“Overall, the volume makes a convincing case for the renewal of materialism, in terms of both its theoretical purchase and its radical political potential. It shows, in ways that are often exemplary, that there are rich, and sometimes surprising, resources in the philosophical tradition for renewing materialisms.” — Keith Ansell Pearson, Radical Philosophy

  • “The essays collected here—authored by leading political theorists and feminist and cultural critics—examine the ‘choreographies of becoming’ and move beyond constructivism and humanism to track processes of de- and re-materialization. The effect is to scramble habitual categories of thought—active versus passive, inert versus animate, political versus ontological, causality versus spontaneity—and force us to think materiality. As the editors put it, ‘materiality is always something more than “mere” matter: an excess, force, vitality, relationality, or difference that renders matter active, self-creative, productive, unpredictable.’” — Bonnie Honig, author of Emergency Politics: Paradox, Law, Democracy

    “This is a strong and timely collection, one that could very well direct future discussions of the ‘new materialisms’ toward an experimental, process-oriented, and politically-engaged ‘new ontology.’” — Ellen Rooney, Brown University

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  • Description

    New Materialisms brings into focus and explains the significance of the innovative materialist critiques that are emerging across the social sciences and humanities. By gathering essays that exemplify the new thinking about matter and processes of materialization, this important collection shows how scholars are reworking older materialist traditions, contemporary theoretical debates, and advances in scientific knowledge to address pressing ethical and political challenges. In the introduction, Diana Coole and Samantha Frost highlight common themes among the distinctive critical projects that comprise the new materialisms. The continuities they discern include a posthumanist conception of matter as lively or exhibiting agency, and a reengagement with both the material realities of everyday life and broader geopolitical and socioeconomic structures.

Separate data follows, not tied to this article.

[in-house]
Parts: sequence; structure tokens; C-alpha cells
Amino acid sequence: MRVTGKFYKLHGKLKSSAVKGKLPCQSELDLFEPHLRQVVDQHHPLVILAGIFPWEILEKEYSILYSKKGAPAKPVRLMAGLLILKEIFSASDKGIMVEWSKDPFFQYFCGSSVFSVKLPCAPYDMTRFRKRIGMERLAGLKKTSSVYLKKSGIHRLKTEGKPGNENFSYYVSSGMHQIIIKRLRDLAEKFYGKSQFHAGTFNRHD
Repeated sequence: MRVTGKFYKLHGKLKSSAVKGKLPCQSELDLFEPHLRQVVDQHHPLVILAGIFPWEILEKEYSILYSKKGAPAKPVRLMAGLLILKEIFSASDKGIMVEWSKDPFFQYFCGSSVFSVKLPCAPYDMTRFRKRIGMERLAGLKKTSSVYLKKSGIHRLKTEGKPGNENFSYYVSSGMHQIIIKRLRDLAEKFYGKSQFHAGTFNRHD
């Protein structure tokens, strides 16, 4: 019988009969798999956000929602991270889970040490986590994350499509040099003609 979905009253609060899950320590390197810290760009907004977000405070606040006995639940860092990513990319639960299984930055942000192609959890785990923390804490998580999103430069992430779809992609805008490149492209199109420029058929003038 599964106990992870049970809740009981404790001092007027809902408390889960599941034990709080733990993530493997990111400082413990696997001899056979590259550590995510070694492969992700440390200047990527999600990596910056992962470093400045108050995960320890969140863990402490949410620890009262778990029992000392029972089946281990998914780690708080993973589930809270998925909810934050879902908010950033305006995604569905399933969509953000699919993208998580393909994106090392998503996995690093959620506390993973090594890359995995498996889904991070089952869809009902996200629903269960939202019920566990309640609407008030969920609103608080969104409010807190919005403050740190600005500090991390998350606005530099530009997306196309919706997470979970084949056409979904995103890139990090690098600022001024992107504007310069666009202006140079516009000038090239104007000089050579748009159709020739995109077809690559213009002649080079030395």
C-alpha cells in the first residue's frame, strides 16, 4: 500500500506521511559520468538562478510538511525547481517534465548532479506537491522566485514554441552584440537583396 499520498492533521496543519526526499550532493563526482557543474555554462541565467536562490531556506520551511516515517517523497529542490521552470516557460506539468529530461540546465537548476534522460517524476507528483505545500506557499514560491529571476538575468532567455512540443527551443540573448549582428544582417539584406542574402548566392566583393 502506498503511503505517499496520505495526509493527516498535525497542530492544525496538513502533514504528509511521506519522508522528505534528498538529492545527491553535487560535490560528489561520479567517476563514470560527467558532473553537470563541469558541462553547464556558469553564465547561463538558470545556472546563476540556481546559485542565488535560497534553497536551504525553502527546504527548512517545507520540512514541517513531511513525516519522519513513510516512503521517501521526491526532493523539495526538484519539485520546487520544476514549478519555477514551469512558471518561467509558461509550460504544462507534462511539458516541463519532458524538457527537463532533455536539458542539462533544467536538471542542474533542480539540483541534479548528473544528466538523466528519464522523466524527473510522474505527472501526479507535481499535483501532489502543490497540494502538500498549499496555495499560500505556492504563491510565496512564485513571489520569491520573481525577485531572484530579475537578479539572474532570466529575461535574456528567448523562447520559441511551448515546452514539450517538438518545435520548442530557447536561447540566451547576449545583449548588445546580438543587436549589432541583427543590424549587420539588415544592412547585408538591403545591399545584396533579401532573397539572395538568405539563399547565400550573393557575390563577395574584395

Coole and Frost argue that contemporary economic, environmental, geopolitical, and technological developments demand new accounts of nature, agency, and social and political relationships; modes of inquiry that privilege consciousness and subjectivity are not adequate to the task. New materialist philosophies are needed to do justice to the complexities of twenty-first-century biopolitics and political economy, because they raise fundamental questions about the place of embodied humans in a material world and the ways that we produce, reproduce, and consume our material environment.


    Contributors
    Sara Ahmed
    Jane Bennett
    Rosi Braidotti
    Pheng Cheah
    Rey Chow
    William E. Connolly
    Diana Coole
    Jason Edwards
    Samantha Frost
    Elizabeth Grosz
    Sonia Kruks
    Melissa A. Orlie

    About The Author(s)

    Diana Coole is Professor of Political and Social Theory at Birkbeck College, University of London, England. She is the author, most recently, of Merleau-Ponty and Modern Politics after Anti-Humanism. She is a Leverhulme Research Fellow, 2010–13.

    Samantha Frost is Associate Professor in the Department of Political Science, the Gender and Women’s Studies Program, and the Unit for Criticism and Interpretive Theory at the University of Illinois, Urbana-Champaign. She is the author of Lessons from a Materialist Thinker: Hobbesian Reflections on Ethics and Politics.